The Chinese economy has grown at a remarkable pace ever since the introduction of market reforms at the beginning of the 1980s. In recent years, however, China’s growth has been largely debt-driven. Growth based on strong reliance on debt is typically unsustainable and involves the risk of a sudden halt if the debt bubble bursts. Therefore, from the perspective of stable developments, a gradual transition from an investment-led growth structure towards an economy driven by consumption would be welcome. However, even if China were to be able to restructure its economy in a controlled manner, its growth would still slow from its current pace.
Below, we will briefly examine two alternative scenarios.The Global Integrated Monetary and Fiscal Model (GIMF), Kumhof, Laxton, Muir & Mursula (2010) IMF WP 10/34. The first scenario analyses the effects of economic restructuring in China on Chinese and euro area growth. The second scenario examines a situation in which a financial market shock leads to a sharp deceleration in China’s debt-driven growth. The calculations are based on the assumption that the Chinese central bank keeps the exchange rate between the yuan and the US dollar unchanged, but otherwise its monetary policy responds according to an inflation-targeting monetary policy rule.
Scenario 1. Restructuring of China’s economy
The first alternative scenario assesses how economic restructuring in China impacts Chinese and euro area growth.
It is assumed that the pace of investment in China moderates, which leads to slower economic growth, even with a simultaneous slight improvement in private consumption growth. As a result, weaker investment drags down potential output due to lower productivity growth. Based on this scenario, China’s GDP four years ahead can be estimated to be about 4% lower than in the Bank of Finland forecast (Chart 1).In the economic restructuring scenario, global GDP contracts by about ½% over the medium term. In the financial market shock scenario, global GDP contraction is around three times this. This means that China’s economic growth slows by a good 1 percentage point for the next 3 years, after which it picks up gradually. Weaker domestic investment demand leads to a contraction in imports, albeit temporarily.
Scenario 2. An abrupt halt in debt-driven growth
The second scenario assumes that China’s heavily debt-driven growth slows sharply and for a prolonged period. The slowdown is triggered by a shock stemming from the financial markets, which leads to a steep rise in companies’ financing costs. With an abrupt rise in risk premia on external funding, companies substantially scale down their investment.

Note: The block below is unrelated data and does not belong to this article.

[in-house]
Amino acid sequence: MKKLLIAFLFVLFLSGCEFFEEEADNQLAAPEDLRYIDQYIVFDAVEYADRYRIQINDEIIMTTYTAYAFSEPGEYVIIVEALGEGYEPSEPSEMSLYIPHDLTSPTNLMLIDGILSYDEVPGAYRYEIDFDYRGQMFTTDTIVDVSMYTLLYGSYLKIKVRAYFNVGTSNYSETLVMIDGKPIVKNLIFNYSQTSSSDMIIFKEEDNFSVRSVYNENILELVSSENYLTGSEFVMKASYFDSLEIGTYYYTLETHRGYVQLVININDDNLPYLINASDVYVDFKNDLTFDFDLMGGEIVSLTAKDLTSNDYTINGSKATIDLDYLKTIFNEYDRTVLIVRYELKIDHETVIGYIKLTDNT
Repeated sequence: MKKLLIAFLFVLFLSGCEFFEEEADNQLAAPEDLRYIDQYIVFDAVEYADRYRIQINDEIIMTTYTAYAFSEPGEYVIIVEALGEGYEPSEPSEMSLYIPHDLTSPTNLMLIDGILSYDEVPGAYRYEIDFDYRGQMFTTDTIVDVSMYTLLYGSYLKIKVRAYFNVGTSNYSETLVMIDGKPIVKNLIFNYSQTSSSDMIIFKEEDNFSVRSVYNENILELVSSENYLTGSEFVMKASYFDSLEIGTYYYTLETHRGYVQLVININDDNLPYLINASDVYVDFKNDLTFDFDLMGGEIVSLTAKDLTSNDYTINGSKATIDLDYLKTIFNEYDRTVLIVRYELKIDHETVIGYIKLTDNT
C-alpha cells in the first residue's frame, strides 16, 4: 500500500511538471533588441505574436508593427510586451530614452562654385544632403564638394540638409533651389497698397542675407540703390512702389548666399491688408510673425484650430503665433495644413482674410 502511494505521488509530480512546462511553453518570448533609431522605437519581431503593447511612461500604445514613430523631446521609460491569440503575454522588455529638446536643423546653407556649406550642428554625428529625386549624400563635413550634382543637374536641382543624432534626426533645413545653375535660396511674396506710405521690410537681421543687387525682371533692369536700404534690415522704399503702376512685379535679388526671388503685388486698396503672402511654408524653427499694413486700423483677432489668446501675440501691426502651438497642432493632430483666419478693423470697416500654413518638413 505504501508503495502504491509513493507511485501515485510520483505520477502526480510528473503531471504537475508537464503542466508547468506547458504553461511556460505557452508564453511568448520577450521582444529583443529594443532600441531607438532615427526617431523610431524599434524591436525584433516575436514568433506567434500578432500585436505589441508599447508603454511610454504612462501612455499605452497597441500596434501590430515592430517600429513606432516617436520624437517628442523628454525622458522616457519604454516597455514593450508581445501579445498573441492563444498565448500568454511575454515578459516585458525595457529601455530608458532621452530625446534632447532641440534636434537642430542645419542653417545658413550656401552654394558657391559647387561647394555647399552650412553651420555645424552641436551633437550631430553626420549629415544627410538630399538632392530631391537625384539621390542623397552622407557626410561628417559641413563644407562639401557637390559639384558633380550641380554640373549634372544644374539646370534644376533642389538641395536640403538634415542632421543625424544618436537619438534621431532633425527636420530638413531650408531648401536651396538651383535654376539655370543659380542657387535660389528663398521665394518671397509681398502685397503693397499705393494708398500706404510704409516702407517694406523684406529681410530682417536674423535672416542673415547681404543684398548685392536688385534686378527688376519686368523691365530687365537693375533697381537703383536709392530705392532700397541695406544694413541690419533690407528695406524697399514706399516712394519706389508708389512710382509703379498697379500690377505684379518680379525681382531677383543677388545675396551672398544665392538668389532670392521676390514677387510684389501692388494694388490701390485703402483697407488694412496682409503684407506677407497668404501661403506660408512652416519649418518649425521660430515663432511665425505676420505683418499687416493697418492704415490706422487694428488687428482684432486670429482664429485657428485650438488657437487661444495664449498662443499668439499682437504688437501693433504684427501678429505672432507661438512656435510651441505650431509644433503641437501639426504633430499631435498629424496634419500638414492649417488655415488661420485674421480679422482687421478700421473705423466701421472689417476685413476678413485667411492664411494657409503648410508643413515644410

In this scenario, lower investment also reins in potential output. At the same time, a collapse in economic confidence strongly reduces private consumption. This scenario suggests that China’s GDP four years ahead is about 12% lower than in the Bank of Finland forecast (Chart 1). This means that the annual growth rate of GDP slows by 2–4 percentage points in 2018–2021. Consequently, China’s average growth is cut by half, which corresponds in magnitude to a similar slowdown in the Chinese economy as during the financial crisis. Imports will now contract steeply, and even slightly more strongly than GDP.
The effects on the euro area
A comparison of the effects of the two alternative scenarios on the euro area (Chart 2) shows that under scenario 1 of China’s economic restructuring, euro area GDP would remain only slightly lower than forecast. Consumer price inflation slows less than GDP growth.
If the Chinese economy were hit by a financial market shock, the effects would be slightly more pronounced: euro area GDP would be nearly 0.4% lower than forecast and inflation would fall by about 0.1 of a percentage point during the next few years.
There are many reasons why even an abrupt halt in China’s debt-driven growth would only have a marginal impact on the euro area.
China’s economic slowdown can affect the euro area in several ways. The direct effects come via trade flow channels, changes in net foreign asset items and exchange rate changes. A significant deceleration in Chinese growth would also depress the real interest rate globally. These factors have been taken into account in our estimates.
On the other hand, the transmission of factors relating to confidence and risk premia across countries has not been accounted for in the calculations. For this reason, the estimated spillover effects on the euro area can be regarded more or less as minimum effects. However, it is very likely that a strong deceleration in Chinese growth would weaken confidence globally and raise the price of funding. Hence, euro area growth would also moderate considerably more than in these calculations.
In addition to the spillovers from weaker confidence, euro area growth could decelerate more than estimated if China were to allow its exchange rate to depreciate. If the yuan were to be allowed to depreciate, euro area growth and inflation would slow even more strongly than estimated.